High Tempo Testing: A Powerful Framework For Growing Your Business

|
Aug 1, 2019

At the heart of every meaningful growth story is iteration. You test hundreds of ideas. Some fail. You learn. Some sticks. In simple, this is called high tempo testing.

High tempo testing is a framework first proposed by Sean Ellis of Growth Hackers.com and author of Hacking Growth. The basic idea is that the best approach to growing your business is rapid ideation and testing of ideas.

You develop a system to generate ideas, experiment, learn from those experiments and apply the lessons to improve the entire process. The idea is to test, test, and test some more.

“Most growth professionals understand that growth hacking isn’t about a specific tactic, but rather it’s about a process of discovering which tactics will be effective for growing your business,” writes Sean Ellis. “This discovery happens through testing potential growth drivers ranging from new channels to new sharing and engagement features deep within a product. The more tests you run, the more you learn about how to grow your business. So it’s only natural to want to run as many tests per period of time as possible. That’s the idea behind high tempo testing.”

High tempo testing

Growth is hard. Most companies struggle with finding sustainable growth drivers. It often leads to frustration and demoralization. So it is often better to work hard on finding your growth drivers than going through a phase of slow growth and stagnation.

High tempo testing suggests that rapid testing of ideas is the most effective way to predictably grow your business. The framework is self-explanatory. It is common sense that if you try a hundred ideas, a few would stick. This generally what startups before product-market fit does. You build a prototype. Test it. Learn from the feedback and iterate your product until you find the product-market fit.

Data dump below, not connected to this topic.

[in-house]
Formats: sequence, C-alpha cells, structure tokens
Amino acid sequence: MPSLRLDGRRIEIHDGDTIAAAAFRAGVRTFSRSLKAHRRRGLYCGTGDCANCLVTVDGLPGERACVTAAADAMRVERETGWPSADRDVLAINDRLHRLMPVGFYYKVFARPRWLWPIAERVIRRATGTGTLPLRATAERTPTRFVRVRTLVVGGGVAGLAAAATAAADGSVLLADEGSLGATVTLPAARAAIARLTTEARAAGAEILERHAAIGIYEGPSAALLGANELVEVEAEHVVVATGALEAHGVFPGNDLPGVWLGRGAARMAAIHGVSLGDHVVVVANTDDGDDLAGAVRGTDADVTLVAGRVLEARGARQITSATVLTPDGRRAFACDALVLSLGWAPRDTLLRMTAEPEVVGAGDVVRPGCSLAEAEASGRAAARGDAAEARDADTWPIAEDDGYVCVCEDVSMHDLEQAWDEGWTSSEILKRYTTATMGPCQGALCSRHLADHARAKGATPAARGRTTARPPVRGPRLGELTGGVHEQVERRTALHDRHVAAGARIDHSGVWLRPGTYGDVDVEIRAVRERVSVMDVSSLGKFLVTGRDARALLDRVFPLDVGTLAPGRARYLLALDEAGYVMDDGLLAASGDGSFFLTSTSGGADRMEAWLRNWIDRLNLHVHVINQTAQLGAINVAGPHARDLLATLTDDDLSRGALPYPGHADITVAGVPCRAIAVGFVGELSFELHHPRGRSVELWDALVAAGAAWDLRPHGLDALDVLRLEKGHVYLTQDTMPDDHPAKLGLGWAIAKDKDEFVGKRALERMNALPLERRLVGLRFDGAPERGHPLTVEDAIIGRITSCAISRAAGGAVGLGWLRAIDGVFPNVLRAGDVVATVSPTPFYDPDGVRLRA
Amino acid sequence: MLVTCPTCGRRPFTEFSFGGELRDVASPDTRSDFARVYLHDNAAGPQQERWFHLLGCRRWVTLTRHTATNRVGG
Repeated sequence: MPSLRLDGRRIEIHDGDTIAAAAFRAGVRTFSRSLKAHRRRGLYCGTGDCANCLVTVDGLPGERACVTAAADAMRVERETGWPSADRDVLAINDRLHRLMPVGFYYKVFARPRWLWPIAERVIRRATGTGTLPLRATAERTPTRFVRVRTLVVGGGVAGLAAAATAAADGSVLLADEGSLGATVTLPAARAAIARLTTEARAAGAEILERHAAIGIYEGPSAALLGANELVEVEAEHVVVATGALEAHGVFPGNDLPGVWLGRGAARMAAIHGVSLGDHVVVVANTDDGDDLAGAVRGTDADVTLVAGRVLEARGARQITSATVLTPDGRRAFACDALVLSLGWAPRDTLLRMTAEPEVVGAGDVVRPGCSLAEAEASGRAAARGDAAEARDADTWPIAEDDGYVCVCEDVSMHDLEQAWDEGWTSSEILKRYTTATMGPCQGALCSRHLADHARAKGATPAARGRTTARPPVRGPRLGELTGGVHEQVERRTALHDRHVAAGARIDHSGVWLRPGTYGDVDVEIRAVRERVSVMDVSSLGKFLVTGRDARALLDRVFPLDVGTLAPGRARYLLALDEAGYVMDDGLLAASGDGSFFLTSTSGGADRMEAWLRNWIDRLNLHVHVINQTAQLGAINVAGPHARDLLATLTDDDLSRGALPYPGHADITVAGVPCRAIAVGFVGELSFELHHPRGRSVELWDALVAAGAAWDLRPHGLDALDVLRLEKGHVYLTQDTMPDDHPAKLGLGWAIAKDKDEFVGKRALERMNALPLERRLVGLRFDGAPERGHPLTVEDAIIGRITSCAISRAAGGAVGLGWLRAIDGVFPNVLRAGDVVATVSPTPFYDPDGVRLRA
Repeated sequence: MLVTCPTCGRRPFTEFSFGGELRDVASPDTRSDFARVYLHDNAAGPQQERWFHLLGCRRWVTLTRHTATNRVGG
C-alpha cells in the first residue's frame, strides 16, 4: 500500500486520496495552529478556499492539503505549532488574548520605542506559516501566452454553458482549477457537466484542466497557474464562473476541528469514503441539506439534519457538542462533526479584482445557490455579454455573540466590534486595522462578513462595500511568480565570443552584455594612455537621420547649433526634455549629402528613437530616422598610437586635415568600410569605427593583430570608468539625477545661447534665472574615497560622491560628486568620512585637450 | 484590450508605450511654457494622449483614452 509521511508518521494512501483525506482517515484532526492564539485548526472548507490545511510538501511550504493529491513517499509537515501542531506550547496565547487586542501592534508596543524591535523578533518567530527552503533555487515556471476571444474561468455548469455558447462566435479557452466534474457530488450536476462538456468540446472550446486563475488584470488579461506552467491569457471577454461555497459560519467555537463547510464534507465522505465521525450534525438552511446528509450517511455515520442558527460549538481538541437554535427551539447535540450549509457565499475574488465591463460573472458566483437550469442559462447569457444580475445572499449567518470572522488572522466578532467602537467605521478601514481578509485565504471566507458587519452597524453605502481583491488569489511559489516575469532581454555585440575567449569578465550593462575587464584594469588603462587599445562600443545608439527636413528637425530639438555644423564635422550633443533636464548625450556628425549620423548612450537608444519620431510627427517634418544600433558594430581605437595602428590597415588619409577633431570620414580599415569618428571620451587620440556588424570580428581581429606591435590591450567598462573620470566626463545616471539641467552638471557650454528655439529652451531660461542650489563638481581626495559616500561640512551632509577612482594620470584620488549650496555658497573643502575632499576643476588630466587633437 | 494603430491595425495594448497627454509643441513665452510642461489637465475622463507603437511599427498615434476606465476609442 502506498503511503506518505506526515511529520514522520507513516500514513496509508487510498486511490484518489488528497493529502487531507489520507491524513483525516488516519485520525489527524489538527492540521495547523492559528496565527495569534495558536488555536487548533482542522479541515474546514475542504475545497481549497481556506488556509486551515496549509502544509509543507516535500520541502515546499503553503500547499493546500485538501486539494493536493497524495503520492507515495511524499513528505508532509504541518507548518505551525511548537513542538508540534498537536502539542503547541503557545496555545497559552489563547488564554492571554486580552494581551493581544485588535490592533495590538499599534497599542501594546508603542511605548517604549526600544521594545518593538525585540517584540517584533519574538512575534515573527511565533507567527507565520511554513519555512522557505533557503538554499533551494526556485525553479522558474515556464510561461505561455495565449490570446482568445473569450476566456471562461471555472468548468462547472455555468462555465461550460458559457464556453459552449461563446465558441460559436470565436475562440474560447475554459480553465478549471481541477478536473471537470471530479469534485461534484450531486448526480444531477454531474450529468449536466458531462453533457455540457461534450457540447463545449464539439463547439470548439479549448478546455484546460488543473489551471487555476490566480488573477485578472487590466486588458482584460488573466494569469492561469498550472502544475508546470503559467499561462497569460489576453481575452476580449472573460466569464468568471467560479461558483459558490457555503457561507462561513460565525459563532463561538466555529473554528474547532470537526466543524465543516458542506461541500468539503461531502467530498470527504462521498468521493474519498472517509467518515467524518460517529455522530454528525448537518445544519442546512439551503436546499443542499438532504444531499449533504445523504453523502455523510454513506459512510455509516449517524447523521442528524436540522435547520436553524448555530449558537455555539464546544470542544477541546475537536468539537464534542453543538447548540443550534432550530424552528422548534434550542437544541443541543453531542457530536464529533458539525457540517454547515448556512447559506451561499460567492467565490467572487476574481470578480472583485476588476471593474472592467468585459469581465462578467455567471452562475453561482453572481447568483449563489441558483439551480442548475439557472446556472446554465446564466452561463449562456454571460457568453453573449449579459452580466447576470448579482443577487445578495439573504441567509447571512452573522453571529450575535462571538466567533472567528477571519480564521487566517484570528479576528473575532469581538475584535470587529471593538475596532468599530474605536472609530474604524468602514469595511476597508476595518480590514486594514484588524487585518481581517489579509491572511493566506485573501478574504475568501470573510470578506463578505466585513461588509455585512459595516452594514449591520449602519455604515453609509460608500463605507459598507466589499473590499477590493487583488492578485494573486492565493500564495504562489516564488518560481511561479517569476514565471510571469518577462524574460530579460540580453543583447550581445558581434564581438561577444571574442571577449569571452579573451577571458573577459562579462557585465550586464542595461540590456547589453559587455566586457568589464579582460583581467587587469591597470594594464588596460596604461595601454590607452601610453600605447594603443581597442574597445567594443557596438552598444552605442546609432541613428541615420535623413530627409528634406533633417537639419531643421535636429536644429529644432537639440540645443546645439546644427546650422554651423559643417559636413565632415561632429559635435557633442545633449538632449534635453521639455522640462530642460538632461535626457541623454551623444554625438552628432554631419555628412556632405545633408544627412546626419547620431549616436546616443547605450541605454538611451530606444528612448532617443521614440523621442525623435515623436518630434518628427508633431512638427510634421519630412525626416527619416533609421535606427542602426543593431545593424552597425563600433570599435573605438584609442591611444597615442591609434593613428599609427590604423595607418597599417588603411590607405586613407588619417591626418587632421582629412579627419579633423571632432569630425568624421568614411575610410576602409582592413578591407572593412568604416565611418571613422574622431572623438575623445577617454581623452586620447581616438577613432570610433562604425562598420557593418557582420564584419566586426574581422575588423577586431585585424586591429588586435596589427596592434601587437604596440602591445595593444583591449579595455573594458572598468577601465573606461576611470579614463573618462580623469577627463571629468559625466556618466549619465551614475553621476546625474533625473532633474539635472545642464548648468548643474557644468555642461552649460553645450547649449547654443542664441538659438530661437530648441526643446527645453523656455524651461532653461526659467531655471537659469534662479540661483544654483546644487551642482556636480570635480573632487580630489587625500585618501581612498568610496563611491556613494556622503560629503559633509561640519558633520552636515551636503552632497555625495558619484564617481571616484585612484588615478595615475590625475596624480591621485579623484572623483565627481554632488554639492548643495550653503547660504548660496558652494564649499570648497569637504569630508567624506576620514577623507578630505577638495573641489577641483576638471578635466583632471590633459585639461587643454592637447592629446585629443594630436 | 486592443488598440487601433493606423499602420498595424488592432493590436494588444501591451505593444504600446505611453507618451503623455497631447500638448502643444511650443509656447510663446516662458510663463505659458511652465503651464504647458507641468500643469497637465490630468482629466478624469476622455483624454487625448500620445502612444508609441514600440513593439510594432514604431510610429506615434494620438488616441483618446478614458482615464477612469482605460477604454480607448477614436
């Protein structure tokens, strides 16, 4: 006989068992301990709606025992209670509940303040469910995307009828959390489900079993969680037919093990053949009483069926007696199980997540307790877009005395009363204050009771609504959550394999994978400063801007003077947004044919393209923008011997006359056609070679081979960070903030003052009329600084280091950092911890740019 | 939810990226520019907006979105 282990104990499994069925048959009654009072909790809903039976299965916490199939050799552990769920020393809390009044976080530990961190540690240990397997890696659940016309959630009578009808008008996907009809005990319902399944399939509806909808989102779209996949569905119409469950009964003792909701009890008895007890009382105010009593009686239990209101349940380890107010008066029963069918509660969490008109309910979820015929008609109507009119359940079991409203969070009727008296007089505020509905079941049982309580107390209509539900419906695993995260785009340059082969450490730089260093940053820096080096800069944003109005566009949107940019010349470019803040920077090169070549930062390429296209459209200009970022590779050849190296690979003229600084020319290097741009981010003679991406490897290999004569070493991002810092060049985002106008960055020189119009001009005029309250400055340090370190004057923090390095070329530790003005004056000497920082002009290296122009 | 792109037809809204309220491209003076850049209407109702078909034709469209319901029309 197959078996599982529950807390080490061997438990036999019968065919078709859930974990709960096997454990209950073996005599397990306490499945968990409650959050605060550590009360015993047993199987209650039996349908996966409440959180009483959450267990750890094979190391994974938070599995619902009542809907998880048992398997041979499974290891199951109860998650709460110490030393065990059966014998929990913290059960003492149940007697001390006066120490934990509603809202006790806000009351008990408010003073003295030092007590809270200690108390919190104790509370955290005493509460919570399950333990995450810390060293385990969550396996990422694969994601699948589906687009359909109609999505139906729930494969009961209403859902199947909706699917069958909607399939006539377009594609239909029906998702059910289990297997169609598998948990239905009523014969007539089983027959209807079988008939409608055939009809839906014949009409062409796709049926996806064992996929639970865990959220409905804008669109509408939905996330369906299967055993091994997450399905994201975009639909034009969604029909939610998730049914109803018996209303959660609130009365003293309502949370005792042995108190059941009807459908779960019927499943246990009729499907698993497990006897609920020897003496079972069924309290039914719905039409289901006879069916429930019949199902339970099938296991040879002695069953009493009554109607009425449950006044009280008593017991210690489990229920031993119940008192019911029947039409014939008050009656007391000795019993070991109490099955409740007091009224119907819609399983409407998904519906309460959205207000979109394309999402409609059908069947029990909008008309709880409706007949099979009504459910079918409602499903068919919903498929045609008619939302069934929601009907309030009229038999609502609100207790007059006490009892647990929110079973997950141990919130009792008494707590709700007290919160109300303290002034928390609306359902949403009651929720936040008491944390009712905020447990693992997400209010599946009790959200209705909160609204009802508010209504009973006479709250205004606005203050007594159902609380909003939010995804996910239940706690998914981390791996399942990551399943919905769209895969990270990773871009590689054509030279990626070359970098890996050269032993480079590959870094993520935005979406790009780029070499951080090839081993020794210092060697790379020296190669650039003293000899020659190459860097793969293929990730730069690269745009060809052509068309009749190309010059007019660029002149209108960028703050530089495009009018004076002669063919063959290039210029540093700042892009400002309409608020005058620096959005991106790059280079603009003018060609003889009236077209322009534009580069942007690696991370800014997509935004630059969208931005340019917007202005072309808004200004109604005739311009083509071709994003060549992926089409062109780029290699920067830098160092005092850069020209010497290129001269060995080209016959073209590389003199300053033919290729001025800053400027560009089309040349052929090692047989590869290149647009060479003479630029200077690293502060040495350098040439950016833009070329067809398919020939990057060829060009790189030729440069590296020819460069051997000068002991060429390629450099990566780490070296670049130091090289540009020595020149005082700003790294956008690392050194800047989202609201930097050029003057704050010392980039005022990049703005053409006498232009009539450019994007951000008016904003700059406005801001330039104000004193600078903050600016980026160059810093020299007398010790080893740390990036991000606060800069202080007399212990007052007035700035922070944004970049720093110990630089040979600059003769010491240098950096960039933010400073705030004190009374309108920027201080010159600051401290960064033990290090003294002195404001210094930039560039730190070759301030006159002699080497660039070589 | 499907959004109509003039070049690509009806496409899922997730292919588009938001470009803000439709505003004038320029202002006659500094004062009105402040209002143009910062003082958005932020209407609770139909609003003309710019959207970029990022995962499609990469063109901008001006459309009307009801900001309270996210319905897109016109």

Growth hacking, at its core, is nothing but rapid testing of growth ideas and scaling the ones that work. To find the best ones, you need to churn out tonnes of ideas.

The most important thing is to keep on testing until you find something that works. In fact, it is a continuous process. You develop a discipline to test ideas on a daily and weekly basis with the singular focus on growth.

The idea of high-tempo testing sounds too simple to work. It is no rocket science. No complex theory. It is a simple framework to generate ideas, testing them consistently, and ensuring that knowledge is being documented from each test and applied in future experiments.

That being said, putting the high-tempo testing framework in practice is not easy at all. In fact, it is tough and requires resources. Discipline. And commitment.

As the framework suggests, for the framework to work you have to adopt it as a consistent part of your growth strategy and efforts.

High-tempo testing
Growth ideas for Bangladeshi startups

The framework

There are four components to a high tempo testing framework: 1) idea generation 2) prioritization 3) managing of testing of ideas 4) documenting the lessons.

  • Idea generation: Build a rapid idea generation system. Companies use weekly meetings, open call for ideas, and so on.
  • Prioritization: Put together a process to screen ideas and identify the best ones to work on.
  • Managing the testing: Build a system to manage the continuous testing of ideas
  • Learning: capture the lessons from various tests and put them in practice.

Idea Generation

The most important component of a high-tempo testing framework is idea generation. Rapid idea generation is the core of the high tempo framework. Because without ideas what are you going to test? So the first thing is identifying the ideas and experiments that are worth pursuing. Now finding ideas is not easy. Initially, you could rely on one person or a team of a few people for ideas. But usually, you would soon run out of ideas.

  • Put together a small team who would be responsible for coming up with ideas
  • Engage everyone in the company in generating ideas from senior people to office support staff. Good ideas can come from anywhere and diversity is at the heart of good idea generation activities.
  • Run a weekly idea generation meeting. Invite everyone to attend the meeting.
  • Don’t shoot down ideas for their quality. Encourage people to share any and every idea regardless of their merit.
  • You can put up an idea box where people could submit ideas